Last week, Fr. Ker was finishing attending to some work, so he told me that I could peruse his Chesterton Library in the meantime. How many people have a “Chesterton Library?” The Library is truly the dream of any Chesterton enthusiast. Not only does Fr. Ker have the complete works of Chesterton but also various secondary sources on the great apologist. On this same occasion, it was a typically rainy English afternoon, so he suggested that I stay for a while and read some of his books. The book that I chose to peruse is by a Dominican who teaches at Cambridge, Fr. Aidan Nichols. It’s called A Grammar of Consent and is a very interesting study of the various arguments for the existence of God made by a range of thinkers.
            Chesterton’s is towards the end of the chronological list. Perhaps fans of Chesterton will hazard a guess as to how Nichols characterizes the main theme of Chesterton’s apologetics. I won’t say that I was surprised, but instead I’ll say that I was truly moved into a state of profound awe to learn that Nichols asserts that Chesterton’s apologetics centers around joy. In another one of his books, G.K. Chesterton, Theologian, Nichols claims that Chesterton advocates “the gratuitously joy-provoking character of existence.” What does this mean? It connotes the extreme, inexplicable joy that we feel to be alive: to be in this world. I can only try to describe this joy that I feel each time that I go to Burford—whether in miserable rain that obliges me to stand at the bus stop for an hour for a bus that never comes or whether strolling along the streets of Burford guided by rare rays of sunshine.
            Regardless, I exist in a world that allows me to enjoy the charm of Burford: an unpretentious British town nestled in the Cotswolds of Oxfordshire. Chesterton said that “we are perishing for want of wonder, not for want of
wonders.” Yesterday it was a beautiful day, so I decided to be adventurous and keep walking down the main road of the town until I encountered the next village, called Fulbrook. The road was virtually empty, and so I was left alone with my beauteous surroundings. After a while of meandering, I saw a sign that indicated a Norman Church—I can’t tell you how much that excited me! My pace became quicker, and soon I unlatched the gate and was face to face with a Church built nearly a millennium ago. There wasn’t a soul in the Church of St. James the Great, so I was free to explore.
            A brochure explaining the dynamic history of the church said that “any stained glass there had been in windows other than the Sanctuary all disappeared in the 16th century, during the upheavals of the Reformation.” Today, the edifice belongs to the Church of England. In Burford there is also an old church (now Anglican) called St. John the Baptist that Laura and I visited, which dates from the twelfth century.Fr. Ker is the Catholic priest in the town, and I find it very amusing and telling of the history of Catholic persecution in England that when we go to a town, the Catholic Church is labeled “Catholic Church” whereas there are always various Anglican Churches. When Laura and I were in London, we saw that one of the stops on the Tube was called “Blackfriars,” so we got off the train, thinking that this must be where the Dominicans have their stadium and Church. We were wrong. On our return to Oxford, one of the Dominicans told us that Blackfriars had been home to Dominicans before the Reformation, but everything was destroyed.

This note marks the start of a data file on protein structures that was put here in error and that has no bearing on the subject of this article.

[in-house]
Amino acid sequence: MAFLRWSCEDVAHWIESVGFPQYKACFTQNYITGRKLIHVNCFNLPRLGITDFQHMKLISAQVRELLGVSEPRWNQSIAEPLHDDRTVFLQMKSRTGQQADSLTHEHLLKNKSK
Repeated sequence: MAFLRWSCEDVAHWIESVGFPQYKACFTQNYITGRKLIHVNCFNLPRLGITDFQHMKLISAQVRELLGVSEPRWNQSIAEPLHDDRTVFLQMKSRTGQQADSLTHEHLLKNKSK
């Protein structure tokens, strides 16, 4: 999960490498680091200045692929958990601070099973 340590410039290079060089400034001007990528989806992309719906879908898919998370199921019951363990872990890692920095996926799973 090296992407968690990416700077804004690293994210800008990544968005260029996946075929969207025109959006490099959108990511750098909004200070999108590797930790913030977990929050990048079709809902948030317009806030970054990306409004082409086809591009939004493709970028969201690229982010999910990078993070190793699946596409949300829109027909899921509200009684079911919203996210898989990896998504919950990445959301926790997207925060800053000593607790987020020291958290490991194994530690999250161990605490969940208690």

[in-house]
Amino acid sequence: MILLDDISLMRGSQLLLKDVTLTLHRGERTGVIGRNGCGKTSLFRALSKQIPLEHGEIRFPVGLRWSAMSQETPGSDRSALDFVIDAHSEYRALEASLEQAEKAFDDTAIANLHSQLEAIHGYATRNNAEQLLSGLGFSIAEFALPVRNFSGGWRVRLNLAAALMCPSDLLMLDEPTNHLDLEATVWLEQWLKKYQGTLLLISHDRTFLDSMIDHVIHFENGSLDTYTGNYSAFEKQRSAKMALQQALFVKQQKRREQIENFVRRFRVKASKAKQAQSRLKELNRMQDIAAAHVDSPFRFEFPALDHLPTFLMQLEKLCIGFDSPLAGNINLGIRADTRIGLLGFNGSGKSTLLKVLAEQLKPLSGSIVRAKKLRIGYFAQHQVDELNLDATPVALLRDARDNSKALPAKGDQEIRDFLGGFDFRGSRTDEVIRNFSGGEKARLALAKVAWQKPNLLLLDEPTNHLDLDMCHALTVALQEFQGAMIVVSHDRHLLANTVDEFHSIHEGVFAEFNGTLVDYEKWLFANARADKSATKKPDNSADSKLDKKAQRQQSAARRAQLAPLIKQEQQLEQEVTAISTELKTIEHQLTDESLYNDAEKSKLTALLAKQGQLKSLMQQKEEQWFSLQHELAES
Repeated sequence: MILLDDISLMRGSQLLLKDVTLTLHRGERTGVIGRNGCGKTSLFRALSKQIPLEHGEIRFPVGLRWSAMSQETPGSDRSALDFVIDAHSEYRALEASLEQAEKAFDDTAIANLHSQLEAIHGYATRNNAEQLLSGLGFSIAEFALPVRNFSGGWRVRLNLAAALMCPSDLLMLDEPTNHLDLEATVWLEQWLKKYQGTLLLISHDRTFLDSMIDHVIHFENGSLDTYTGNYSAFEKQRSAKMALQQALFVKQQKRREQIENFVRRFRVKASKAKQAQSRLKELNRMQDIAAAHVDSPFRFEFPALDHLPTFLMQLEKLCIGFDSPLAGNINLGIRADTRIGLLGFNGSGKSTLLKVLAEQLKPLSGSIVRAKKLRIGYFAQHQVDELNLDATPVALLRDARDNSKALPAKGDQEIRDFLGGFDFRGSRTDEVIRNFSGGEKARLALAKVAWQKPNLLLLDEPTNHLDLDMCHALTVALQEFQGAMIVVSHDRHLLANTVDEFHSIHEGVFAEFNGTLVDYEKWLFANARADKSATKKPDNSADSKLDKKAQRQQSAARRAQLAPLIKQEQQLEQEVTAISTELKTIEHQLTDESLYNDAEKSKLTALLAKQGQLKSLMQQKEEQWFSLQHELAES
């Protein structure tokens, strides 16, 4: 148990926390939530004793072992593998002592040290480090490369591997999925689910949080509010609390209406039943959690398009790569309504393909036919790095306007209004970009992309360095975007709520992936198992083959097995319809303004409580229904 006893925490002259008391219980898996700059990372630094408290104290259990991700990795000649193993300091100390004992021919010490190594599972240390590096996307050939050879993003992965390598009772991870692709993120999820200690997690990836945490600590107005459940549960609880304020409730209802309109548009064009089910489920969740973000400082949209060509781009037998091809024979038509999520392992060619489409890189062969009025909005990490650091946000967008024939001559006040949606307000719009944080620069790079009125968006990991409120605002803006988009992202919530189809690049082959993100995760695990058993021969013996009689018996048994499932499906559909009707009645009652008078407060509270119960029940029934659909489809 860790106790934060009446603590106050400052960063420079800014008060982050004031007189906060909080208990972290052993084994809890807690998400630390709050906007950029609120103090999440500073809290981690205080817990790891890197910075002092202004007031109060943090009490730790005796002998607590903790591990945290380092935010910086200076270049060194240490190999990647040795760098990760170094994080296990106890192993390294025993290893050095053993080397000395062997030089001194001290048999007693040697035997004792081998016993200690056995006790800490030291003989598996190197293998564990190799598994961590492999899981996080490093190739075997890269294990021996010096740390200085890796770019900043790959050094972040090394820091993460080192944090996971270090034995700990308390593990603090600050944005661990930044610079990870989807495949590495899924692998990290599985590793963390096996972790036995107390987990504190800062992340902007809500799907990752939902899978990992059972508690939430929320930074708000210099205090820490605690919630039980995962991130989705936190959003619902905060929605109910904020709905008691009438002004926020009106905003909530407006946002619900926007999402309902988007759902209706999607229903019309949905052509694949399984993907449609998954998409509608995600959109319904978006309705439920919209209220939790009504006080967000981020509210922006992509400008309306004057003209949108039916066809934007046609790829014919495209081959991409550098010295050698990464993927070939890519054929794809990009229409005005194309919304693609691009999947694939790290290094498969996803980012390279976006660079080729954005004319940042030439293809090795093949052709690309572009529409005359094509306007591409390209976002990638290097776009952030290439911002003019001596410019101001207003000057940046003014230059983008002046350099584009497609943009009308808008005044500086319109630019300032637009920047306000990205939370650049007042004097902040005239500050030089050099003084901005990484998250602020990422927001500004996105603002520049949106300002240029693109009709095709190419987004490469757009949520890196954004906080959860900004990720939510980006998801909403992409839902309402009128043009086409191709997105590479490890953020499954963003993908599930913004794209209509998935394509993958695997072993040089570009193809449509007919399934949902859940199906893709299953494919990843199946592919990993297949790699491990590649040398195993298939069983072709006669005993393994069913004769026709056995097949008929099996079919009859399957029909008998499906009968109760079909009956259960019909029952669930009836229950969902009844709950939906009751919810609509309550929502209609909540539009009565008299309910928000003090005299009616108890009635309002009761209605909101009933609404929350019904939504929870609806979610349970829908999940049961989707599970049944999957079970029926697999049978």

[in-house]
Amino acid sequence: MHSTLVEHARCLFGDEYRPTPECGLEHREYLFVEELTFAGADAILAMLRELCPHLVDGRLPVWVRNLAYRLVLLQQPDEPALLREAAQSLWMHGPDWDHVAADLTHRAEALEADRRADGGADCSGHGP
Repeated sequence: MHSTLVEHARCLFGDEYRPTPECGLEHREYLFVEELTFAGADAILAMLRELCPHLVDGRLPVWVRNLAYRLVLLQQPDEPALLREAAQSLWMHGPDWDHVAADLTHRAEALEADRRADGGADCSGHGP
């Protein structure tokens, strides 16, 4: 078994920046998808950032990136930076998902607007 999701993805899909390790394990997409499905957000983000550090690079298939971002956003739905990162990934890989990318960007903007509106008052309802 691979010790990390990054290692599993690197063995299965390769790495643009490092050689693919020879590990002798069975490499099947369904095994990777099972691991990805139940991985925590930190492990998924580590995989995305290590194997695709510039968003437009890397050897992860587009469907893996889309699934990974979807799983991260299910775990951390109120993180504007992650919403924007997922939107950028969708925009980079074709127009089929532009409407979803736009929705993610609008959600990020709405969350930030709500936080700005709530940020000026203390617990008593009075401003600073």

The Dominican Father Godfrey Anstruther wrote a book about fifty years ago called A Hundred Homeless Years which tells the story of the English Dominicans from1558-1658, when they were persecuted and their priories closed, forcing them into exile on the continent. He says that “on the eve of the Reformation, the English Province consisted of fifty-three houses of men….and the total [number of friars] for England and Wales could not have been far short of two thousand.”
            It shocked me to learn that though the Dominicans were first established at Oxford in 1221 by St. Dominic himself, they were only allowed to return seven hundred years later in 1921. Yet they did survive the centuries of persecution and some even endured martyrdom for the defense of their Catholic Faith. In The Everlasting Man, Chesterton remarks that “Christendom has had a series of revolutions and in each one of them Christianity has died. Christianity has died many times and risen again; for it had a God who knew the way out of the grave.” That’s why I can be joyful sitting in the Blackfriars Library that was built last century and not in the Middle Ages. That’s why it’s always such a pleasure to spend the day in Burford.


Saturday, June 2, 2012


         On one of the last days of May, I was sitting on a bench reading C.S. Lewis on the forest path on which he and J.R.R. discussed Christianity, and Lewis thought that he may really adopt such a lunatic religion after all. This bench was on the grounds of Magdalen College, where Lewis taught for almost thirty years, and had been placed in a secret enclave shaded by trees and guarded for the wandering reader. The birds were serenading me with their song and the day was crisp. Below me, were people laughing merrily as they attempted to punt on the river—it was all so unreal.